Software Architect

Simplify essential complexity; diminish accidental complexity

97 Things Every Software Architect Should Know – 2/97

Essential complexity represents the difficulty inherent in any problem. For example, coordinating a nation‘s air traffic is an inherently complex problem. Every plane‘s exact position (including altitude), speed, direction and destination must be tracked in real time to prevent mid air and runway collisions. The flight schedules of aircraft must be managed to avoid airport congestion in a continuously changing environment – a sever change in weather throws the entire schedule out of whack.

Conversely, accidental complexity grows from the things we feel we must build to mitigate essential complexity. The antiquated air traffic control system used today is an example of accidental complexity. It was designed to address the essential complexity of controlling the traffic of thousands of airplanes, but the solution itself introduces it‘s own complexity. In fact, the air traffic control system used today is so complex that updating it has proven to be difficult if not impossible. In much of the world air traffic is guided by technology that is more than 30 years old.

Many frameworks and vendor “solutions” are the symptoms of the accidental complexity disease. Frameworks that solve specific problems are useful. Over-engineered frameworks add more complexity than they relieve.

Developers are drawn to complexity like moths to flame, frequently with the same result. Puzzle solving is fun, and developers are problem solvers. Who doesn’t like the rush of solving some incredibly complex problem? In large-scale software, though, removing accidental complexity while retaining the solution to the essential complexity is challenging.

How do you do this? Prefer frameworks derived from working code rather than ones cast down from ivory towers. Look at the percentage of code you have in a solution that directly addresses the business problem vs. code that merely services the boundary between the application and the users. Cast a wary eye on vendor driven solutions. They may not be inherently bad, but vendors often push accidental complexity. Make sure that the solution fits the problem.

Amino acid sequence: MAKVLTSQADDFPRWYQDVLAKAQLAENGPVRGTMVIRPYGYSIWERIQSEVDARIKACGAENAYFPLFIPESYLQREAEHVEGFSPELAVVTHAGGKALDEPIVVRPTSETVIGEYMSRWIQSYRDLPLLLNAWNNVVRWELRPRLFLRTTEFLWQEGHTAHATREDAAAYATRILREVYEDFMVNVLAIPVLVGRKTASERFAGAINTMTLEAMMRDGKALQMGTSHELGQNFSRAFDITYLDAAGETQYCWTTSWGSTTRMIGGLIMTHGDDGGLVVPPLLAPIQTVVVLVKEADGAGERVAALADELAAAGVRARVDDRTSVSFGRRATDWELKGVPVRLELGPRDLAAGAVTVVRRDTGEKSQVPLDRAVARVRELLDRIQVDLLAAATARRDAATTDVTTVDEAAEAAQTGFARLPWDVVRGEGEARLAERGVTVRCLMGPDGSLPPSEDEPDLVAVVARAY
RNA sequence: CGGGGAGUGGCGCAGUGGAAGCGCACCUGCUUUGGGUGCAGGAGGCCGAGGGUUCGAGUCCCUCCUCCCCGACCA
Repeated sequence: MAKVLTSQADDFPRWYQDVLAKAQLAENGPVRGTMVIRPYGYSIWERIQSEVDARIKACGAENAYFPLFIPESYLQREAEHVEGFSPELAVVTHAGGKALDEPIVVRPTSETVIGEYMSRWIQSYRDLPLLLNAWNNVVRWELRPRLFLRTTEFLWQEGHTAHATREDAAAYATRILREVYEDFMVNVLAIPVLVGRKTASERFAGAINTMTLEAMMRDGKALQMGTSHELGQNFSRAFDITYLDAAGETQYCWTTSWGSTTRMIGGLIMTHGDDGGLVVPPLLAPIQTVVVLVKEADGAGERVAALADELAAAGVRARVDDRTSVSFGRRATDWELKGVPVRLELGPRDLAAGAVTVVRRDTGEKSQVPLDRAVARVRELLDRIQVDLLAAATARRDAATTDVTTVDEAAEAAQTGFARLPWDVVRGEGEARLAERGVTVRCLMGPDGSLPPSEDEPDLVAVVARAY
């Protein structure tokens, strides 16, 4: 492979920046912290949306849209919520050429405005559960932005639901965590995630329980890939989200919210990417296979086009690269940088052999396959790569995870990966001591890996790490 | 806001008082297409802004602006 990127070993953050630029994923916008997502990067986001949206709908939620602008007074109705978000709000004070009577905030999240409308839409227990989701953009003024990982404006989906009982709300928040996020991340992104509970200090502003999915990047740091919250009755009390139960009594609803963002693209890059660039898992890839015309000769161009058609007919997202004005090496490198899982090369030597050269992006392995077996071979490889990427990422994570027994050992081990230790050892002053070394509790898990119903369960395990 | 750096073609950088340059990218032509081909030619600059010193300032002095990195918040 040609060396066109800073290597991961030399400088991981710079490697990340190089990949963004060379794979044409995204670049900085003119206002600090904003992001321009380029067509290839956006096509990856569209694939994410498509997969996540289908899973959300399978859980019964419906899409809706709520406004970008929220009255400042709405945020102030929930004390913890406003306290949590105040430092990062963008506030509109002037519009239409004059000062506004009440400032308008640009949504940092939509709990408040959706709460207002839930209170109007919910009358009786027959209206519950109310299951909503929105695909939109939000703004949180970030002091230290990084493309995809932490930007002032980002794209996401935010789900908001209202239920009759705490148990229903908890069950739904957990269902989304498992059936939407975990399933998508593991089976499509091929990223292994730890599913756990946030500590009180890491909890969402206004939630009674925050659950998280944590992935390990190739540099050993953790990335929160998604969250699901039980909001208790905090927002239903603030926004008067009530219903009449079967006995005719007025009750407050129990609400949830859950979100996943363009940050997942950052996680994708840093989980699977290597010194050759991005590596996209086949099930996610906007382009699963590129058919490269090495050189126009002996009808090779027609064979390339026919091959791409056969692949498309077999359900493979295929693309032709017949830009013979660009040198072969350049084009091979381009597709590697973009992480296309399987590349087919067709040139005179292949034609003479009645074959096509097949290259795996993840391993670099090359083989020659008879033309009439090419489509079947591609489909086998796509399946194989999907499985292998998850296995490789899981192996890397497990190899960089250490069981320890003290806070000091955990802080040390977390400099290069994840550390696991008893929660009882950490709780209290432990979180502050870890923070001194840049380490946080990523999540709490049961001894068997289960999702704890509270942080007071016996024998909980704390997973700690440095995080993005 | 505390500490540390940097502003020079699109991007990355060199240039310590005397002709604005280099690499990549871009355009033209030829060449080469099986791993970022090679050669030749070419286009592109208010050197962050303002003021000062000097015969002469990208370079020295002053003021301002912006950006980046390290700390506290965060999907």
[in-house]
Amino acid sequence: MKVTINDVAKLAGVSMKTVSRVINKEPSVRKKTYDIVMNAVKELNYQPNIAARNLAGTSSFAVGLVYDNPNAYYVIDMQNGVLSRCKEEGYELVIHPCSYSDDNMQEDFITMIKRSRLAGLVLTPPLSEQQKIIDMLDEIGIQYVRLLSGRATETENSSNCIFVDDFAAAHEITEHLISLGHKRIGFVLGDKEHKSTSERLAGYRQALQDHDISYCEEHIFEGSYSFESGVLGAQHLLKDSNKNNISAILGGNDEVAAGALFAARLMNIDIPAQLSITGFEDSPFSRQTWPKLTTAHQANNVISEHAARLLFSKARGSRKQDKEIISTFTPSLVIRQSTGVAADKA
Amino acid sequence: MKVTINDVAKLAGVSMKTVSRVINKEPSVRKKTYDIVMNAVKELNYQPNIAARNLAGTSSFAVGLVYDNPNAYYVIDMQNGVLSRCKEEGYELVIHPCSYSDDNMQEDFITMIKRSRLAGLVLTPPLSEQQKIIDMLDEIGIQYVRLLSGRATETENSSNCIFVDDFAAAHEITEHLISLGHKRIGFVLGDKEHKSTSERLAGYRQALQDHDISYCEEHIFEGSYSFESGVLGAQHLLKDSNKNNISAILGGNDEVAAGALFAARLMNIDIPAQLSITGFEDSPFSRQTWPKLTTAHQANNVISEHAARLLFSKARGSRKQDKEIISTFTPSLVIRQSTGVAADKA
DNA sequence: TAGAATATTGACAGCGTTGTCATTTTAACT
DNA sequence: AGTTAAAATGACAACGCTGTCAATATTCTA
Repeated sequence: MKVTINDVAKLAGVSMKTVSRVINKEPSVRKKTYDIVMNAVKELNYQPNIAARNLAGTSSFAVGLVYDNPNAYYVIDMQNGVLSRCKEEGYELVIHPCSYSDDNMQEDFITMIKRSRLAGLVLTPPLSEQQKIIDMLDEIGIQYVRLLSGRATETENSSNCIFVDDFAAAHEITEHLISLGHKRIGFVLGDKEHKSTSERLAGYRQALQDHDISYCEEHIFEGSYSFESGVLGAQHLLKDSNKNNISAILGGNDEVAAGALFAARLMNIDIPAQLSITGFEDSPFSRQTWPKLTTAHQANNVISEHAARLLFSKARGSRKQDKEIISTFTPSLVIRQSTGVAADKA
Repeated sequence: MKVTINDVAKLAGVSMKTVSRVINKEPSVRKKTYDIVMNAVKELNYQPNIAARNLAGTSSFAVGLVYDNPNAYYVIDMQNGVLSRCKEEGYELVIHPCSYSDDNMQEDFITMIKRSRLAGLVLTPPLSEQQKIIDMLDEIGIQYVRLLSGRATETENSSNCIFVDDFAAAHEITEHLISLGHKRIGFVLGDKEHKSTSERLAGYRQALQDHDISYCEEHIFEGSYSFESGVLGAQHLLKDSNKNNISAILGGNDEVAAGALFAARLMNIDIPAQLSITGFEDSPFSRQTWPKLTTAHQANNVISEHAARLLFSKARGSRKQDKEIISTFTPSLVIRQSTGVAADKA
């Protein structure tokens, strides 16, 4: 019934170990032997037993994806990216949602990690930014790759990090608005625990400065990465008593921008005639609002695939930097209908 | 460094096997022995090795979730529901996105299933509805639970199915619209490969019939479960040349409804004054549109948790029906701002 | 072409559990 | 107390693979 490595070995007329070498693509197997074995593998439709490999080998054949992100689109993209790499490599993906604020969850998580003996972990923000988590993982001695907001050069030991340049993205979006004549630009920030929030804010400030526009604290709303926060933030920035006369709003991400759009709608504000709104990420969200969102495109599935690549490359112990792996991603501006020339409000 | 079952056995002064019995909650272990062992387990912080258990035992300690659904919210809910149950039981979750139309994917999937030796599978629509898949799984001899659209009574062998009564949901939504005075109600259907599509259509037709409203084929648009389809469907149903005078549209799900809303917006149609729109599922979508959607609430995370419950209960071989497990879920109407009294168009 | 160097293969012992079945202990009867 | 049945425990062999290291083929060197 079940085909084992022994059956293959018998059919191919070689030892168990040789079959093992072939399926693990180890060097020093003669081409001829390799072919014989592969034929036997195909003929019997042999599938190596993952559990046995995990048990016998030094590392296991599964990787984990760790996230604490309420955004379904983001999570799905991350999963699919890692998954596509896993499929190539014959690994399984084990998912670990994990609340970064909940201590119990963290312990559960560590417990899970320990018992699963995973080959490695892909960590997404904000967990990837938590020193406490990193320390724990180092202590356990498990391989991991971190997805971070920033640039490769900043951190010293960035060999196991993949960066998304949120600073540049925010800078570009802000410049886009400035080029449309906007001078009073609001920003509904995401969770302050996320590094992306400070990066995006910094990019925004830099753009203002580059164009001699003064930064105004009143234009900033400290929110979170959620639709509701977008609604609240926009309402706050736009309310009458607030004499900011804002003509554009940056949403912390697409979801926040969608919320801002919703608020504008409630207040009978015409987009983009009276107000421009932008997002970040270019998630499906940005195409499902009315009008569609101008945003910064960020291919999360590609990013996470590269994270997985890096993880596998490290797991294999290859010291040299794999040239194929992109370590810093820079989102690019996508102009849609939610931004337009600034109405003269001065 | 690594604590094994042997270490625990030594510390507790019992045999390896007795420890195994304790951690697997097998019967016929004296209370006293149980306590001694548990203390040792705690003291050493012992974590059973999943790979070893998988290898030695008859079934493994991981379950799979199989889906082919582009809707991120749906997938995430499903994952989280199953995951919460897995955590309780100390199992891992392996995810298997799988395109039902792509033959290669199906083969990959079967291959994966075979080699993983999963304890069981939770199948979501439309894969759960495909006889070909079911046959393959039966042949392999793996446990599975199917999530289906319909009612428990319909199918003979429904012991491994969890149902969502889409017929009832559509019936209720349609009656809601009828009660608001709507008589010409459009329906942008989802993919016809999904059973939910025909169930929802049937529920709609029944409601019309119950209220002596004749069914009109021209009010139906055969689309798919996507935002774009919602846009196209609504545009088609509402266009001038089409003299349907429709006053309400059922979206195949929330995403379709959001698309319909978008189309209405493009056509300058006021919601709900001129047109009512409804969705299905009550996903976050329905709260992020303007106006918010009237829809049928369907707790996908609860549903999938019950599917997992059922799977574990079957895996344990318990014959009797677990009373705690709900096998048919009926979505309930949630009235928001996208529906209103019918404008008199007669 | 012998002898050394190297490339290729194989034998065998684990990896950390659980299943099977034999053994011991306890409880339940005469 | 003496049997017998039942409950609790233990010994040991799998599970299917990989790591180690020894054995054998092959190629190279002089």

It‘s the duty of the architect to solve the problems inherent in essential complexity without introducing accidental complexity.

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Software Architect

Don’t put your resume ahead of the requirements

97 Things Every Software Architect Should Know – 1/97

As engineers we sometimes recommend technologies, methodologies and approaches for solving problems because deep down we want to have these on our resume and not because they are the best solution for the problem. Such decisions very rarely result in happy outcomes.

The best thing for your career is a long string of happy customers eager to recommend you because you did the right thing by them and for the project. This goodwill will serve you orders of magnitude better than the latest shiny object in the latest shiny language or the latest shiny paradigm. While it is important, even critical, to stay abreast of the latest trends and technologies this should never happen at the cost of the customer. It‘s important to remember that you have a fiduciary duty. As an architect you have been entrusted with the well-being of your organization and its expected that you will avoid all conflicts of interest and give the organization your undivided loyalty. If the project isn’t cutting edge or challenging enough for your current career needs then find one that is.

If you can’t do that and you are forced to be in such a project, then you and everyone else will be happier using the right technology for the customer rather than for your resume. It‘s often difficult to resist utilizing a solution that is new and cool, even when it‘s inappropriate for the current situation.

With the right solution, the project will have a happier team, a happier customer and overall far less stress. This will often give you time to go deeper into the existing older technology or to learn the new stuff on your own time. Or to go take that painting class you always wanted to do. Your family will love you for it, too – they’ll notice the difference when you get home.

Overall always put the customer’s long-term needs ahead of your own short term needs and you won’t go wrong.

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